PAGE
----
Phosphatidylserine is a phospholipid that acts like a biological detergent, keeping fatty substances soluble and cell membranes fluid. It also increases glucose metabolism in the brain, as well as the number of neurotransmitter receptor sites.1 The increased number of receptor sites may explain why the memory-enhancing effects of phosphatidylserine last for up to a month even after the supplement is discontinued.
Treating age-related memory loss
Researcher Thomas Crook and his colleagues studied 149 individuals who suffered from age-associated memory impairment. These people had no overt illnesses, but showed signs of memory loss that normally occurs with aging. Those who took phosphatidylserine showed improvement in memory and learning. As with many other smart-drug studies, the people who functioned the worst in the beginning were the most likely to improve. The researchers concluded that “the compound may be a promising candidate for treating memory loss in later life." 2
Treating Alzheimer’s Disease, senility, and depression
In a study at the University of Milan, Italy, 10 elderly women with depressive disorders were given placebos for 15 days, then 300 mg of phosphatidylserine for 30 days. Phosphatidylserine alleviated depression and improved memory and general behavior. No adverse effects were noted in any of the patients.3 Other studies have found similar, positive results. Phosphatidylserine has also proved effective in treating early and mild Alzheimer’s disease4 and senility. 5
The importance of DHA
The human brain is rich in long- chain omega 3 fatty acids. DHA, the major omega 3 fatty acid found in the brain, is highly enriched in neuronal cells. There is a growing body of evidence to support the essential role of DHA in neuronal functions. Studies have shown various neurological diseases to be associated with a deficient DHA status, implying the influence of this fatty acid in neuronal function. 6 The problem, however, lies in the fact that it is difficult to get DHA into the brain.
The unbeatable combination PS-DHA
In order for DHA to exert its full cognitive and mental benefits, it must be delivered to the brain and cross the blood brain barrier. The combination of phosphatidylserine and DHA (PS-DHA) has been designed to do just that. Phosphatidylserine acts as delivery platform, enabling improved bioavailability of DHA to the brain.7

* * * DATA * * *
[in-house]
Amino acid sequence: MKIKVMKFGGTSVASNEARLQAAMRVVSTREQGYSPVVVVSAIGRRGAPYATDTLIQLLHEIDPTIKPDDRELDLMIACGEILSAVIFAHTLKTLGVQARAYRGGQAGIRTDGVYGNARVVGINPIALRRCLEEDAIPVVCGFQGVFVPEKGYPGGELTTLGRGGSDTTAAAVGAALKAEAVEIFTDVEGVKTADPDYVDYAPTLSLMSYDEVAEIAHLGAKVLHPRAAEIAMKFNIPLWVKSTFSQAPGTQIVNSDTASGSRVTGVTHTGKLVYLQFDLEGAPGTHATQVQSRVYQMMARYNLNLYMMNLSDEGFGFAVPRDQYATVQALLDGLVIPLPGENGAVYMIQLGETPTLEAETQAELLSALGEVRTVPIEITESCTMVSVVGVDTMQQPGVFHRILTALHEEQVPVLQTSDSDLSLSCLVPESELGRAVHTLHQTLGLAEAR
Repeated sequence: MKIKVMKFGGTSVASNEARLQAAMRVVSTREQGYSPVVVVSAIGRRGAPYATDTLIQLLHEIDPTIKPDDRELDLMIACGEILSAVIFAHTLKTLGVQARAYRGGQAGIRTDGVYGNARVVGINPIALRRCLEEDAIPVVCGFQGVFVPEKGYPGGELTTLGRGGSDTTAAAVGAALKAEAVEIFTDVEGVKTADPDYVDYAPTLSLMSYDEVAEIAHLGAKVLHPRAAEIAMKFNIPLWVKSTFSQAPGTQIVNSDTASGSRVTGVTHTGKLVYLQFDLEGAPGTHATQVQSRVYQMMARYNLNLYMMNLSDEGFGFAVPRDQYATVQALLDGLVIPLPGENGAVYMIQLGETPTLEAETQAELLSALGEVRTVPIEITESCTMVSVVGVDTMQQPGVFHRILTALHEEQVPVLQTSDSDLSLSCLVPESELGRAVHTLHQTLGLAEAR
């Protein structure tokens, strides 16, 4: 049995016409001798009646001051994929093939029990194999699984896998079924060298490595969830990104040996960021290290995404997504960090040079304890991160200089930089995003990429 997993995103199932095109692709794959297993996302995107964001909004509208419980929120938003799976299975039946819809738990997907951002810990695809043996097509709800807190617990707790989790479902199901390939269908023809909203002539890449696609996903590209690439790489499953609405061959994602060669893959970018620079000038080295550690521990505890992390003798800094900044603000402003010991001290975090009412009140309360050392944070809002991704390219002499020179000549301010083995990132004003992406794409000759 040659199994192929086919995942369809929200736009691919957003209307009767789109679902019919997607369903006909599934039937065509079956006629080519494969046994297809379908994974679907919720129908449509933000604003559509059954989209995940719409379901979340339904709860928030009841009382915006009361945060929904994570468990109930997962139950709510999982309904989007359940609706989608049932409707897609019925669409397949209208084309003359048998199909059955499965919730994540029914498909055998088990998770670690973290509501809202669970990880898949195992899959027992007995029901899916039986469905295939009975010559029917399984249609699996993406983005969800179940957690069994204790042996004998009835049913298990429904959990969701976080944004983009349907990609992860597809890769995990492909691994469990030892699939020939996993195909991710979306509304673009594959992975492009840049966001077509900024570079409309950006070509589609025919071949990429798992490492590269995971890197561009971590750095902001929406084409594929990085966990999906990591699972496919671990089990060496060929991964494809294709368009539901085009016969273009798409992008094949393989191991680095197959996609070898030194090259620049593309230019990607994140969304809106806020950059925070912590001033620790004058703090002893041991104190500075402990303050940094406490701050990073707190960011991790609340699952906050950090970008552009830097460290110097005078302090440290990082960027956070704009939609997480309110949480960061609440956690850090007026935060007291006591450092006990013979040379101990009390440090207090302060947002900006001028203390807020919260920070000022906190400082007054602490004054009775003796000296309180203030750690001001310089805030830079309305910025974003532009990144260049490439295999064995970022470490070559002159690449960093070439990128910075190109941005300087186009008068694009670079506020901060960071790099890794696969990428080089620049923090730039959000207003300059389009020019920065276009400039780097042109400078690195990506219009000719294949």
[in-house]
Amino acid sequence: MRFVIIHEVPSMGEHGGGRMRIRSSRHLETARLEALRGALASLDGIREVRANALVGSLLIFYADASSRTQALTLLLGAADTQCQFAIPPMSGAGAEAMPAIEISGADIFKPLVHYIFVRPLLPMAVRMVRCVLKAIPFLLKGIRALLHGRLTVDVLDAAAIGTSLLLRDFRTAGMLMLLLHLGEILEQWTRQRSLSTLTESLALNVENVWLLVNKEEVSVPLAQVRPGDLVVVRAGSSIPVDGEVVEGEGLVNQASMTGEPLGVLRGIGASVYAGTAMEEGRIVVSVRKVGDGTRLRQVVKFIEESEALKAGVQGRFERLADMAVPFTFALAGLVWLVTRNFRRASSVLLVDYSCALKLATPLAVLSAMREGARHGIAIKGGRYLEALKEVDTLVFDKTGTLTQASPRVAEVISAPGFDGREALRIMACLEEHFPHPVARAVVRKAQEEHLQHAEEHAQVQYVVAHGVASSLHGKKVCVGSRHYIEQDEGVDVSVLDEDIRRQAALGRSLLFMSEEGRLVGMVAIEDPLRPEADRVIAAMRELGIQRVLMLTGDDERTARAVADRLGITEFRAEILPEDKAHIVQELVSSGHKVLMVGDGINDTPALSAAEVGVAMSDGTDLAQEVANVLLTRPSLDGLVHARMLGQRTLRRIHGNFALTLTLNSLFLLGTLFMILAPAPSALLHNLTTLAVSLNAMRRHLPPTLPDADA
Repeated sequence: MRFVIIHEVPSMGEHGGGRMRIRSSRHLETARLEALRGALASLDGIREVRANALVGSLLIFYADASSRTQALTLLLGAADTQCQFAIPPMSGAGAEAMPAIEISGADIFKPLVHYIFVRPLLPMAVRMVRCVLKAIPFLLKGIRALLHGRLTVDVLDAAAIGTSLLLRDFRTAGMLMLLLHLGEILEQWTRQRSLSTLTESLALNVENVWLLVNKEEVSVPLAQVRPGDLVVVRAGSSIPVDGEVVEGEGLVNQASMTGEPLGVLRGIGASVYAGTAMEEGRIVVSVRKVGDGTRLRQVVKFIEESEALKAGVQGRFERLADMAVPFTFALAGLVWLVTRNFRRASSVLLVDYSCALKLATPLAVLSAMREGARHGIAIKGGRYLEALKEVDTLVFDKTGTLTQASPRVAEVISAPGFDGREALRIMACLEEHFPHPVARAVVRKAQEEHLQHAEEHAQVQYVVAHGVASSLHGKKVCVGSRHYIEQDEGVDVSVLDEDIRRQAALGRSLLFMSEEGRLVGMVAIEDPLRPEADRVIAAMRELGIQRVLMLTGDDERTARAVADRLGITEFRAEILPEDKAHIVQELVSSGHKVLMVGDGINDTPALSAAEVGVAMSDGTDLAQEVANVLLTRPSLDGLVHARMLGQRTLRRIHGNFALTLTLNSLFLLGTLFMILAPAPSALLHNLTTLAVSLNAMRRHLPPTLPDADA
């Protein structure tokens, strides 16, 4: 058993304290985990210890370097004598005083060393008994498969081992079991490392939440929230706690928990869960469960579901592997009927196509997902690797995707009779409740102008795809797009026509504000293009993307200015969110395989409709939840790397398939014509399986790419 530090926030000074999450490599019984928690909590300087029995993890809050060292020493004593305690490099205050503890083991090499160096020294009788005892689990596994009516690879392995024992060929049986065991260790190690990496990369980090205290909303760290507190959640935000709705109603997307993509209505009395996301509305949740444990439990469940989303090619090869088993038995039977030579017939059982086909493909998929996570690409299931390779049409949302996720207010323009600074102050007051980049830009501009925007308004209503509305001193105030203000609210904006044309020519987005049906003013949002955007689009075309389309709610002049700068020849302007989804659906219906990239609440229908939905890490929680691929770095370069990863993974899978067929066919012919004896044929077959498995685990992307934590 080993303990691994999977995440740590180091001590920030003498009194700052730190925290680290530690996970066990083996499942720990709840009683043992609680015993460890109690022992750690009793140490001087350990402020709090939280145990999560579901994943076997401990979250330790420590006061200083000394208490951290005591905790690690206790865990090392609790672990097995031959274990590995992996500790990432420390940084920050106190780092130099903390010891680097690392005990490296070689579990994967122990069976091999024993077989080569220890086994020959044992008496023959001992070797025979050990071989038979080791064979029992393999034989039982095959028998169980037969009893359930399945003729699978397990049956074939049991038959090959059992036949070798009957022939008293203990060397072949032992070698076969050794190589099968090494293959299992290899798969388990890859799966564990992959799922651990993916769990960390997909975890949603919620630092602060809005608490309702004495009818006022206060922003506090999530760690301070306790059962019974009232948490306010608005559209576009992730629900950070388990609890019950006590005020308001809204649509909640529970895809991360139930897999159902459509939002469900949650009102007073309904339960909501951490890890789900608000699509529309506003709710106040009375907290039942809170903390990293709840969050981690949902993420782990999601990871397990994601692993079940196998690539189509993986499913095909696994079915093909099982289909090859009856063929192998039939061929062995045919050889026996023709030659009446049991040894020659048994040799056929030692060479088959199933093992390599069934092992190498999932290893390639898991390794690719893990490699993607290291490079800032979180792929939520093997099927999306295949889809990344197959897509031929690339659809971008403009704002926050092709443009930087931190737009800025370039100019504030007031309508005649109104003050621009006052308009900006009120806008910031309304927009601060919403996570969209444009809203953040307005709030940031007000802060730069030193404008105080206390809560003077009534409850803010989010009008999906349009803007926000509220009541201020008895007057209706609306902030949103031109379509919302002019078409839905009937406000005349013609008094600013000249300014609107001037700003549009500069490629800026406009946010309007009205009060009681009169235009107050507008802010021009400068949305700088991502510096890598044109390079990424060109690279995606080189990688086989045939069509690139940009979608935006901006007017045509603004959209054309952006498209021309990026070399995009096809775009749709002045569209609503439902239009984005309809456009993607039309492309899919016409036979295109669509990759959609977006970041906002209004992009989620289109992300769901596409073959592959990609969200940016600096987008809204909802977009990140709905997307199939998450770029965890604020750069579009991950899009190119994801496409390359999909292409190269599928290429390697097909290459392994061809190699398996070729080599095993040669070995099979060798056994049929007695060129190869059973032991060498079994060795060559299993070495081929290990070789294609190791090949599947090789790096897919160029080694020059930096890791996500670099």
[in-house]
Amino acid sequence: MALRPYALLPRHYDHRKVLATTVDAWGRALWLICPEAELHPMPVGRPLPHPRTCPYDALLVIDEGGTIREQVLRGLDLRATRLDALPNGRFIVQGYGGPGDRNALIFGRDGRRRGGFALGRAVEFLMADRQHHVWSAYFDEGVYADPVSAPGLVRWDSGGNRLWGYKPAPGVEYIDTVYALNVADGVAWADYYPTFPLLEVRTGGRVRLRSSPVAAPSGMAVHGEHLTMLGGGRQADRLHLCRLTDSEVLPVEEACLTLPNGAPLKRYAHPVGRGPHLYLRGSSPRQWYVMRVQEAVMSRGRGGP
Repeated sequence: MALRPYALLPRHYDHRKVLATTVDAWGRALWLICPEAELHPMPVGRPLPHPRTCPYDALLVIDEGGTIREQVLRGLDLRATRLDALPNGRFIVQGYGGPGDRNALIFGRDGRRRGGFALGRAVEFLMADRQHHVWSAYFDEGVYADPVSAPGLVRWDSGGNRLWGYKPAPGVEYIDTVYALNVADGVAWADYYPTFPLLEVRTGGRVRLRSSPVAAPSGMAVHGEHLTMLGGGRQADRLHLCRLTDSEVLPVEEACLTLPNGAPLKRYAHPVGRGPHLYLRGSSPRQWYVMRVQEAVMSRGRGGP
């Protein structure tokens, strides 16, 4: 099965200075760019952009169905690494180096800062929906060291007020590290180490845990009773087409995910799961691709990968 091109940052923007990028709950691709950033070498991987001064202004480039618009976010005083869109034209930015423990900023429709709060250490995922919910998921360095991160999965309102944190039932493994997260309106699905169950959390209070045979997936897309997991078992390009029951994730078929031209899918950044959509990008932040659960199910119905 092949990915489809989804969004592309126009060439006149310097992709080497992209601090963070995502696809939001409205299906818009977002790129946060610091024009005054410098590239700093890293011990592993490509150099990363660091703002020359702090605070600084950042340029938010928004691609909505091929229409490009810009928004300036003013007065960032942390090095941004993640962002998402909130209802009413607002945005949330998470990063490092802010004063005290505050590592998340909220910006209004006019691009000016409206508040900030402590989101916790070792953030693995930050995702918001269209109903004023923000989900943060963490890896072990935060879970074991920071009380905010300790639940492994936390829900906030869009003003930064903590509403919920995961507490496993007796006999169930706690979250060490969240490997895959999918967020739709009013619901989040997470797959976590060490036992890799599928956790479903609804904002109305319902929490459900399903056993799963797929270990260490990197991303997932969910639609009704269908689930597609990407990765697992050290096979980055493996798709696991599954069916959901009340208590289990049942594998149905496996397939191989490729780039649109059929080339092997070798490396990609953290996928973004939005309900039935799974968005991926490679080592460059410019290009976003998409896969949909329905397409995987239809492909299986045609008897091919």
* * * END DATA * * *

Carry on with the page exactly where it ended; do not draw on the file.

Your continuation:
Furthermore, PS-DHA provides the brain with the exact building block it requires, saving the body energy usually needed to biosynthesize it.
PS-DHA supplementation just might be the natural solution for preventing cognitive dysfunction. If you are concerned about your long-term brain health and protecting yourself from Alzheimer’s or age-related dementia, you should consider PS-DHA supplementation.
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This article is not intended to diagnose, treat, cure, or prevent any disease. Always consult with a physician before embarking on a dietary supplement program.
Klinkhammer P, Szelies B and Heiss WD. Effect of phosphatidylserine on cerebral glucose metabolism in Alzheimer’s disease. Dimentia (Switzerland) 1(4): 197-201, 1990.
Crook TH, Tinklenberg J, Yesavage J, Petrie W, Wells C, Nunzi MG and Masari DC. Effects of phosphatidylserine in age-associated memory impairment. Neurology 41 (5) : 644-9, May 1991.
Maggioni M, Picotti GB, Bondiolotti, GP, Paneral A, Cenacchi T, Nobile P and Brambilla F. Effects of phosphatidylserine therapy in geriatric patients with depressive disorders. Acta Psychiatr Scand81(3): 265-70, March 1990.
Engel, RR, Satzger W, Gunther W, Kathmann N, Bove D, Gerke S, Munch U and Hippius H. Double-blind cross-over study of phosphatidylserine vs. placebo in patients with early dementia of the Alzheimer type. Eur Neuropsychopharmacol (Netherlands) 2(2): 149-55, June 1992.
Dean W, Morgenthaler J, Fowkes SW. Smart Drugs II: The Next Generation, Petaluma, CA 1993, pp. 77-80.
Horrocks L, Yeo YK. Health benefits of docosahexanoic acid (DHA).Pharmacological Res 1999: 40 ; 211-225.
MozziR, Buratta S, Goracci G. Metabolism and functions of phosphatidylserine in mammalian brain. Neurochem Res. 2003 Feb;28(2):195-214.